AZ’s, perhaps more than any other artist, has remained an enigma throughout his career. His unbelievable potential was showcased to the world when he dropped what is commonly recognized as one of the best guest spots ever on Nas’s “Life’s A Bitch”. The multi-syllable rhymes, relentless flow, and sparkling lyricism remind me of an ultra-smooth Kool G. Rap. Needless to say, expectations were high for his debut album. That joint, Doe or Die, spawned a hit single, the gold-selling “Sugar Hill”, and sold a decent amount of units, but fell short of the bar that was set by most fans. But it was okay, because AZ was going to become a superstar after The Firm album was released, right? Wrong. Although AZ blazed every verse HE dropped, the album itself was disappointing, and it seemed as though he was labeled guilty by association. To make matters worse, label strife pushed his sophomore album back countless times. And when that album finally dropped, it was considered an underachieving album and received very little praise. Sales were poor as well.
It seemed as though AZ was going to fade away, and only be remembered for that one verse. But last year he came back with the independant album S.O.S.A (Save Our Streets Again/AZ). This album created a great deal of buzz and earned him a deal with Motown records. The aptly titled 9 Lives is probably AZ’s last shot on the mainstream level. How it ultimately fairs remains to be seen, but at least AZ did his job. The album is basically eight new tracks and four tracks lifted from S.O.S.A. The first song, “What Cha Day About”, is a great start. It’s one of those street dream tracks that portrays the ultimate goal as succeeding in life, not being the biggest or baddest. The beat has a mellow and sentimental feel to it, Ali Vegas comes through on the hook, and AZ drops some of the ill lyrics we know he’s capable of:
“Find me from every dimension with few restrictions
From up north to the youth detentions [..]
We all thorough, infected by cruel intentions, but who the wise?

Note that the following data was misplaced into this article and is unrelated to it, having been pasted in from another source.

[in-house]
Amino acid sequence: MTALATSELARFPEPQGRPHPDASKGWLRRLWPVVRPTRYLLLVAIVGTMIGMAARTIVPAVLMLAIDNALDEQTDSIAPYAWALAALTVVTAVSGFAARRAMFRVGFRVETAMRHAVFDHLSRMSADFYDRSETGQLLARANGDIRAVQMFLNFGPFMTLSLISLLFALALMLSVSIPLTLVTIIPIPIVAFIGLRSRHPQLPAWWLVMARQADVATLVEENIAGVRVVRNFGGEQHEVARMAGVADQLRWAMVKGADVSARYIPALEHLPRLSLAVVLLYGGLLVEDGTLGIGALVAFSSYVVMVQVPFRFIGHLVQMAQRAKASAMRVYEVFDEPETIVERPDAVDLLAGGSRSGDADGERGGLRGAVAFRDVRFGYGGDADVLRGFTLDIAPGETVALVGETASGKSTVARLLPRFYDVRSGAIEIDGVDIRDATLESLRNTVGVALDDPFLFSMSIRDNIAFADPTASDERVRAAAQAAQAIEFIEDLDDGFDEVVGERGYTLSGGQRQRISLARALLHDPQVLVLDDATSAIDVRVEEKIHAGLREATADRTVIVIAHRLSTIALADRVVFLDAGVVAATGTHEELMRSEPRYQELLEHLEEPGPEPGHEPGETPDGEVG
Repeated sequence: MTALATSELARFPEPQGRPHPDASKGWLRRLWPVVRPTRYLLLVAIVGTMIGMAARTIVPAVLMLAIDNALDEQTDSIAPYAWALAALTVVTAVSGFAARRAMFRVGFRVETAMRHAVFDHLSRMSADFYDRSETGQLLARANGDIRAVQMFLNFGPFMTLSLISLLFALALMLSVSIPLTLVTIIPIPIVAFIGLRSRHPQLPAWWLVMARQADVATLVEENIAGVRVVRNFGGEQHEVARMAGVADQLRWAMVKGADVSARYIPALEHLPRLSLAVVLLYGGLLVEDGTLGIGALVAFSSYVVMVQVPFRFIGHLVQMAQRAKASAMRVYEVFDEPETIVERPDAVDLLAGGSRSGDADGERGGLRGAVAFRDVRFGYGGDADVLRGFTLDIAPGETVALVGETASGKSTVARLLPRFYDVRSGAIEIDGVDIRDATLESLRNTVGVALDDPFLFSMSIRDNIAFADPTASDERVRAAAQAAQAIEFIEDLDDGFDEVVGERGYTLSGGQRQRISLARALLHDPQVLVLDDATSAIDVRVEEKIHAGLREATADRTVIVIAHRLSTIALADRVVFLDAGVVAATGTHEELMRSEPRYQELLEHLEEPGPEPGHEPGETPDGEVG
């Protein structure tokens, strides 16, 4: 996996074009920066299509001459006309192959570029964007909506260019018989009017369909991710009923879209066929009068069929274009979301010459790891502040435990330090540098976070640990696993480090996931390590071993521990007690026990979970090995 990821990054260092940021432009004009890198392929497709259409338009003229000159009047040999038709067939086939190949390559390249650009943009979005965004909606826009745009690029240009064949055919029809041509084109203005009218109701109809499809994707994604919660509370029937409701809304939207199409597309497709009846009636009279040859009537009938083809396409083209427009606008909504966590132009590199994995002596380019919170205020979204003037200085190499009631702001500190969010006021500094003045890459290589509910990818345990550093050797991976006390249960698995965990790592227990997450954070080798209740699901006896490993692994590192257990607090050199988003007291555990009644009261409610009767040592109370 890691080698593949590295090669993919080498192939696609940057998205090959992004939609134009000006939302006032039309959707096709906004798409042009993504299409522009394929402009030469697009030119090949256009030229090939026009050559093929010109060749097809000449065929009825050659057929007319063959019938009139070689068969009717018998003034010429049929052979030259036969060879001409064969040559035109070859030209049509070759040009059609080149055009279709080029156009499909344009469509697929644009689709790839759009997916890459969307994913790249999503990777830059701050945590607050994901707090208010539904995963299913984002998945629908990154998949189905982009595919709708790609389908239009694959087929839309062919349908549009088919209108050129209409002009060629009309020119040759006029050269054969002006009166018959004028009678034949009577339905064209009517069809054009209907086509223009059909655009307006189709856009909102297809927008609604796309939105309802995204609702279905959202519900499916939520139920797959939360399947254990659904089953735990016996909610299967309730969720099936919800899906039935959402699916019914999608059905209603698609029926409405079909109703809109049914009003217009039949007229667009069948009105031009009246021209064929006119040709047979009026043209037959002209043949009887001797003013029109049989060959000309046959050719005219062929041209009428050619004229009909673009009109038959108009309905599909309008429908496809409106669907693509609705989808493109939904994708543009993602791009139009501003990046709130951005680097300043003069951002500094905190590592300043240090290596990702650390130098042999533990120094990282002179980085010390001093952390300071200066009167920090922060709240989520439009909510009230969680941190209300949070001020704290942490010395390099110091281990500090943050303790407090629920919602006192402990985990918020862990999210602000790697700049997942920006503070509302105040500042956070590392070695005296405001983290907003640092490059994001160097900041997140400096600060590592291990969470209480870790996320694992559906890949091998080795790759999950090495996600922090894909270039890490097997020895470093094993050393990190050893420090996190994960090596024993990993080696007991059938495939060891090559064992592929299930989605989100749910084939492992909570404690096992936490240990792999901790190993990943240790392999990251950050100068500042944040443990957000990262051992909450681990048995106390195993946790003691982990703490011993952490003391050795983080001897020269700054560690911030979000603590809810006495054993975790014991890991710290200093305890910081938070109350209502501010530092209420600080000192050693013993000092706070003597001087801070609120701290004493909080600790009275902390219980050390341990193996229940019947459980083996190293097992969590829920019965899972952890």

The live got two disguises
The surprise is to know when to utilize this
Stay alert, the street talk and say the worst”
Following this is another banger, “I Don’t Give A Fuck”. This song sparks one of the mysteries of this album: the beat and scratched Nas chorus sounds uncannily like the work of DJ Premier, but Chop D.I.E.S.E.L., comprised of “M. Curry and D. Blyden”, is credited for it. AZ comes more on the bad ass tip this time, delivering well. After listening to the first two tracks, I was incredibly impressed, and knew that with “At Night”, also known as “This Is Projects”, one of the S.O.S.A. tracks following, the CD led off with three absolute bangers, not a bad way to form a lasting impression. “At Night” is another track that sounds eerily Primo-esque, but once again it is credited to Chop D.I.E.S.E.L. Either way, this song is absolutely filthy, AZ flows absolutely flawlessly over the beat… it doesn’t get much better than this.
After these three hardcore bangers, though, the album starts to go commercial. By that I mean the first three tracks were obviously designed to appeal to the underground faction, and six of the next eight songs were aimed more at the mainstream. It’s not entirely a bad thing, but it is a sudden change of tempo. “AZ’s Back”, and incredibly Timbaland-sounding beat credited to Tank, is pretty cool. The lyrical content is very stale and played out, but AZ flips the triple-cadence style extremely well, and the song is very catch without being annoying. The next track is the lead single, another song from S.O.S.A., “Problems”. This track is an excellent blend of commercial and hardcore appeal. If you haven’t heard this song yet, you’ve probably been living under a rock.